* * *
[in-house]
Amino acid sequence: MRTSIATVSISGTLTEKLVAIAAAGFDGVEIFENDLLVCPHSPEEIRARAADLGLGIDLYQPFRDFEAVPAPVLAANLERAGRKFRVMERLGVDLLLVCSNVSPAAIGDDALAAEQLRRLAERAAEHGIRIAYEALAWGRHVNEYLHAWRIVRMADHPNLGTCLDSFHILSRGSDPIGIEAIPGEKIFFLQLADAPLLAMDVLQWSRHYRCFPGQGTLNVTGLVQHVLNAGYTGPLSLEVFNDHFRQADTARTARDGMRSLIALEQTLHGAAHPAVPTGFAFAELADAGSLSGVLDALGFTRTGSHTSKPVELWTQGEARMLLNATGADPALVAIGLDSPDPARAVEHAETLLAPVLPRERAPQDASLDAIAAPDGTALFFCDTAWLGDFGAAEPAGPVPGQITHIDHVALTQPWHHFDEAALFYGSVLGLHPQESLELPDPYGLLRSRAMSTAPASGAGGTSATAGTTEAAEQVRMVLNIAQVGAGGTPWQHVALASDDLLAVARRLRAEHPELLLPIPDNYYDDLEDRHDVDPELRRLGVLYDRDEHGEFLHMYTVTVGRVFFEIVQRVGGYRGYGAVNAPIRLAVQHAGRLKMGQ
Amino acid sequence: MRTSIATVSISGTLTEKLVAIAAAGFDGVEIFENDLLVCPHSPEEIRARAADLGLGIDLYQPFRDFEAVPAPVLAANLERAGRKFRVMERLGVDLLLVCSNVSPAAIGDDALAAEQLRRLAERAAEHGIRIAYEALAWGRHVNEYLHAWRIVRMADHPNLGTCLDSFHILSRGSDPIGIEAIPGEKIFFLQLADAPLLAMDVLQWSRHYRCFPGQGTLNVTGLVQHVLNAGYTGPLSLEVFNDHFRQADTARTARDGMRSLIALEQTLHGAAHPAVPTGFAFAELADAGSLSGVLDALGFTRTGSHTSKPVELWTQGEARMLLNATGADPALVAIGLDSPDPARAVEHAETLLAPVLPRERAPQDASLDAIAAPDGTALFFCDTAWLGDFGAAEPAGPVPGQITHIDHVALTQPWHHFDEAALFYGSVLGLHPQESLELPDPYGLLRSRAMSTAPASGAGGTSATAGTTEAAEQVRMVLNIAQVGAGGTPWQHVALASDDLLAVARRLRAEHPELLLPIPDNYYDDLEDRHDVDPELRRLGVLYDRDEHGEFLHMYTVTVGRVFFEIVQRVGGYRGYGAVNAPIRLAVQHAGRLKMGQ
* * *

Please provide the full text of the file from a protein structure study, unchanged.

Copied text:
[in-house]
Amino acid sequence: MRTSIATVSISGTLTEKLVAIAAAGFDGVEIFENDLLVCPHSPEEIRARAADLGLGIDLYQPFRDFEAVPAPVLAANLERAGRKFRVMERLGVDLLLVCSNVSPAAIGDDALAAEQLRRLAERAAEHGIRIAYEALAWGRHVNEYLHAWRIVRMADHPNLGTCLDSFHILSRGSDPIGIEAIPGEKIFFLQLADAPLLAMDVLQWSRHYRCFPGQGTLNVTGLVQHVLNAGYTGPLSLEVFNDHFRQADTARTARDGMRSLIALEQTLHGAAHPAVPTGFAFAELADAGSLSGVLDALGFTRTGSHTSKPVELWTQGEARMLLNATGADPALVAIGLDSPDPARAVEHAETLLAPVLPRERAPQDASLDAIAAPDGTALFFCDTAWLGDFGAAEPAGPVPGQITHIDHVALTQPWHHFDEAALFYGSVLGLHPQESLELPDPYGLLRSRAMSTAPASGAGGTSATAGTTEAAEQVRMVLNIAQVGAGGTPWQHVALASDDLLAVARRLRAEHPELLLPIPDNYYDDLEDRHDVDPELRRLGVLYDRDEHGEFLHMYTVTVGRVFFEIVQRVGGYRGYGAVNAPIRLAVQHAGRLKMGQ
Amino acid sequence: MRTSIATVSISGTLTEKLVAIAAAGFDGVEIFENDLLVCPHSPEEIRARAADLGLGIDLYQPFRDFEAVPAPVLAANLERAGRKFRVMERLGVDLLLVCSNVSPAAIGDDALAAEQLRRLAERAAEHGIRIAYEALAWGRHVNEYLHAWRIVRMADHPNLGTCLDSFHILSRGSDPIGIEAIPGEKIFFLQLADAPLLAMDVLQWSRHYRCFPGQGTLNVTGLVQHVLNAGYTGPLSLEVFNDHFRQADTARTARDGMRSLIALEQTLHGAAHPAVPTGFAFAELADAGSLSGVLDALGFTRTGSHTSKPVELWTQGEARMLLNATGADPALVAIGLDSPDPARAVEHAETLLAPVLPRERAPQDASLDAIAAPDGTALFFCDTAWLGDFGAAEPAGPVPGQITHIDHVALTQPWHHFDEAALFYGSVLGLHPQESLELPDPYGLLRSRAMSTAPASGAGGTSATAGTTEAAEQVRMVLNIAQVGAGGTPWQHVALASDDLLAVARRLRAEHPELLLPIPDNYYDDLEDRHDVDPELRRLGVLYDRDEHGEFLHMYTVTVGRVFFEIVQRVGGYRGYGAVNAPIRLAVQHAGRLKMGQ